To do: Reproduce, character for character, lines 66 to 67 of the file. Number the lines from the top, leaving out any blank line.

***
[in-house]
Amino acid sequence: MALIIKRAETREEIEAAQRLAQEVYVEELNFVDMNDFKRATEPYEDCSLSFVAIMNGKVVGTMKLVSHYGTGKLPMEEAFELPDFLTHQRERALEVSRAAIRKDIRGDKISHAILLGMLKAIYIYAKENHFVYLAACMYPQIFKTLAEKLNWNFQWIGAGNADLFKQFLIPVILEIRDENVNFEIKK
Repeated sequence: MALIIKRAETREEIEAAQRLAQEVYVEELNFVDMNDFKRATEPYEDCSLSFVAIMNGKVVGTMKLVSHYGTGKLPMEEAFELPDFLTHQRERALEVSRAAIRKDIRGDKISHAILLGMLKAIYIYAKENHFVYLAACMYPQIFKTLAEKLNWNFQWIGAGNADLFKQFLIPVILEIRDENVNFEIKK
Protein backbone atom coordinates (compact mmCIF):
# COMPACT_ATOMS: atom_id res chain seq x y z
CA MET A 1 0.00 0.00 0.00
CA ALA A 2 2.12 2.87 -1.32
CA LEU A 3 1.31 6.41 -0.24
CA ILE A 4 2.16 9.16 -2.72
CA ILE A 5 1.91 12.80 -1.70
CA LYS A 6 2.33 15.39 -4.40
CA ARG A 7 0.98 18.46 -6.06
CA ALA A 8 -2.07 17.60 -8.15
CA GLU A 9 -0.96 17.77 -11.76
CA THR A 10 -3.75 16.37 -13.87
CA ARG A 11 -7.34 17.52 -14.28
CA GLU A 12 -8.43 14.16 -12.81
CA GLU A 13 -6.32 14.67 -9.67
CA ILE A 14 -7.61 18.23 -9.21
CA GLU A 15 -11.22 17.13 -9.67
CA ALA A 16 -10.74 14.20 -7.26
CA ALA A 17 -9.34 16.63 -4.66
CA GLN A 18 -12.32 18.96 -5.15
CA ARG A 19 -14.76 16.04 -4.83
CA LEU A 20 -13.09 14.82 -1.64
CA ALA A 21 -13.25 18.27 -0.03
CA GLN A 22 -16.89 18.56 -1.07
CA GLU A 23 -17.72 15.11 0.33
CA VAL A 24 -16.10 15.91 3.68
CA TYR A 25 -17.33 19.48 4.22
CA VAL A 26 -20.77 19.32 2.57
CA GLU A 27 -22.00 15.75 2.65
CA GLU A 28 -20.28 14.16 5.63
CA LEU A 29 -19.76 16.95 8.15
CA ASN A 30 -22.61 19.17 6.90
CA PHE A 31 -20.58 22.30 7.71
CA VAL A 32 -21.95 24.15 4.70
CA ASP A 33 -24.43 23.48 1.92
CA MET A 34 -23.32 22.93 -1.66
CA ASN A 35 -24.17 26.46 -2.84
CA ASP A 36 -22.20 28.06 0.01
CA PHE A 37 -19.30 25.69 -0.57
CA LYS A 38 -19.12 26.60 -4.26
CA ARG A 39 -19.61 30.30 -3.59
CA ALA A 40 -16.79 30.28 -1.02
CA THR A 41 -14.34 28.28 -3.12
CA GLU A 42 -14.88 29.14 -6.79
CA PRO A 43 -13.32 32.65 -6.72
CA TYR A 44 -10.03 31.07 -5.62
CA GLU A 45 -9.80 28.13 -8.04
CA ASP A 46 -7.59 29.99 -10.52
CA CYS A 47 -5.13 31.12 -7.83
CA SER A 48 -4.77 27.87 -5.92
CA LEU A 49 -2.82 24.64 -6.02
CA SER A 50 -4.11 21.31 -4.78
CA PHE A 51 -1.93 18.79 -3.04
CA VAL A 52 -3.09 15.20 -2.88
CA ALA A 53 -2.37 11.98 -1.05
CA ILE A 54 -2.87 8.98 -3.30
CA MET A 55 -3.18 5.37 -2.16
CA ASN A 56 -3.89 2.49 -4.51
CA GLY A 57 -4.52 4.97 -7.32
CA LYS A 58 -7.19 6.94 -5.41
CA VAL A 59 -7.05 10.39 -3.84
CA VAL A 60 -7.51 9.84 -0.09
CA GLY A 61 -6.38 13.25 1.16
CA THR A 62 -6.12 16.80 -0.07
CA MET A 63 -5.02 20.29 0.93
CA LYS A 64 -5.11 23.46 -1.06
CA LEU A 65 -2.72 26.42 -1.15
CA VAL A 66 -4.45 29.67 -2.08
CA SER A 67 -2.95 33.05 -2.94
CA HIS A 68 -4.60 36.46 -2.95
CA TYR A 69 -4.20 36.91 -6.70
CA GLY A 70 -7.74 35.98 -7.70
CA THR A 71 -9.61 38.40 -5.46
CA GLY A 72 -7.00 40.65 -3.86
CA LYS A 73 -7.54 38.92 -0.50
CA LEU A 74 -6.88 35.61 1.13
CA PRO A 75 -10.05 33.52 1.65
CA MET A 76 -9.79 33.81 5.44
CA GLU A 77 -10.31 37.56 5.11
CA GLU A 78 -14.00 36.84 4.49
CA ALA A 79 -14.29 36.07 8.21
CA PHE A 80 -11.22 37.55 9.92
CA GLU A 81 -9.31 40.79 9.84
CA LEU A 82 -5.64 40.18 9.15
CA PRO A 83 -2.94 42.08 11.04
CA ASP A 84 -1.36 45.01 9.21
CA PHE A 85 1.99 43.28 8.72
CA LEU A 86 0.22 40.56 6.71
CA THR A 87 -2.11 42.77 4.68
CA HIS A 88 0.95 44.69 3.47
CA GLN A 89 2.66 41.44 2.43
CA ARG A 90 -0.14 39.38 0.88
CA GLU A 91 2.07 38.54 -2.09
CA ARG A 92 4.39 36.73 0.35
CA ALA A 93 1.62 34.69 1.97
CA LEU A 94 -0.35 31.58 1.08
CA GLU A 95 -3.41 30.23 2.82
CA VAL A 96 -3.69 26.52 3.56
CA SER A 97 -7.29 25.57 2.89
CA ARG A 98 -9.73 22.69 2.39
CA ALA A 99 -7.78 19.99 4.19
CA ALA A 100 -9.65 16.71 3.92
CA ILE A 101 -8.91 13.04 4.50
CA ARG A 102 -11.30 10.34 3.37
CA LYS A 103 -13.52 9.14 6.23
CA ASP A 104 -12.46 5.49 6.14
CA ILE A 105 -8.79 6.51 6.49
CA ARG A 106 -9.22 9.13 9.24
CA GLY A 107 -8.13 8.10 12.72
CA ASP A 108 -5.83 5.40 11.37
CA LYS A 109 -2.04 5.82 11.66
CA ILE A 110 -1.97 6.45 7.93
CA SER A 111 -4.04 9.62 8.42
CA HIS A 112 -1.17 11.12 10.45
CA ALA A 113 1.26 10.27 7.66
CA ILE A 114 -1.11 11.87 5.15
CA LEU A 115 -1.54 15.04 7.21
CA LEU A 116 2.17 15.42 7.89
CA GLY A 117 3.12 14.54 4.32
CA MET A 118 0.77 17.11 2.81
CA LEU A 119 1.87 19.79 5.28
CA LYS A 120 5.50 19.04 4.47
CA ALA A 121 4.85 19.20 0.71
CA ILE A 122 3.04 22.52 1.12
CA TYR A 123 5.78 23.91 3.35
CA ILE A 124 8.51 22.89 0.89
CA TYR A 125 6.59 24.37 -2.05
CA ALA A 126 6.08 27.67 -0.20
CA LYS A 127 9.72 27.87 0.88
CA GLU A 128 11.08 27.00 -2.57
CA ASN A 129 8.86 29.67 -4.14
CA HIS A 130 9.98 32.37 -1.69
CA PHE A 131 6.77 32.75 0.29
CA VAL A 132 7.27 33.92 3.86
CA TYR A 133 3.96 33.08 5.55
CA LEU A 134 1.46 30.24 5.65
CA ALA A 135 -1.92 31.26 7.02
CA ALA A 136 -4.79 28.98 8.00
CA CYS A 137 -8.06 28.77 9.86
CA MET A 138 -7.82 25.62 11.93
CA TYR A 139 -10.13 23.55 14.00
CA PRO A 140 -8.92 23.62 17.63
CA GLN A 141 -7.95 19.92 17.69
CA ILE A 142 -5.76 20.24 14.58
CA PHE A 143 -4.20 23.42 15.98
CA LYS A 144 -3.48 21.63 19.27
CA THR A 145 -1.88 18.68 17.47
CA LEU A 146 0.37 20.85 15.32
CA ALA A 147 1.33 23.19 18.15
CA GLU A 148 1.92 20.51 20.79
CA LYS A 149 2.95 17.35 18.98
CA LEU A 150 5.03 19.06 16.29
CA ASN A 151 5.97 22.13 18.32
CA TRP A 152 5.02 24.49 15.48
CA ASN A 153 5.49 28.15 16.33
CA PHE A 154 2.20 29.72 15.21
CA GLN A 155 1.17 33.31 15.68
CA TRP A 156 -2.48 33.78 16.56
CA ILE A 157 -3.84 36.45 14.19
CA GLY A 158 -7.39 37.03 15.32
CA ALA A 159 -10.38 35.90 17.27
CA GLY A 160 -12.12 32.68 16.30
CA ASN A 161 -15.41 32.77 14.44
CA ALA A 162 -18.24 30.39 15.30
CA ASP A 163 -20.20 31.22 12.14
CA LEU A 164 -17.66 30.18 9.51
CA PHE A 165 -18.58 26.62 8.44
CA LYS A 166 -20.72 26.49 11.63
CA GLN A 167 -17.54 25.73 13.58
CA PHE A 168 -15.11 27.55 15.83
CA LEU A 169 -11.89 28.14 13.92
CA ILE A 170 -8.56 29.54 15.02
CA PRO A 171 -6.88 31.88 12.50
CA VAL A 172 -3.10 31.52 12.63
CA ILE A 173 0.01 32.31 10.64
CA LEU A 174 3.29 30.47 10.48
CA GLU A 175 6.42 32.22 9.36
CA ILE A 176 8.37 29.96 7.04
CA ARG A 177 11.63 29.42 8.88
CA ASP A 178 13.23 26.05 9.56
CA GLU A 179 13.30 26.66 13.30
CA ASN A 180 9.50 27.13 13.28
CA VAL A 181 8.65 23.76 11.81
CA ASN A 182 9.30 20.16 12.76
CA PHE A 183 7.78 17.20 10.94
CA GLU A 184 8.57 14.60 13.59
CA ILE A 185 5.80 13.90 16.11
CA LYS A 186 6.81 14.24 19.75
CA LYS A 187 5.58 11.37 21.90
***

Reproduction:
CA GLY A 61 -6.38 13.25 1.16
CA THR A 62 -6.12 16.80 -0.07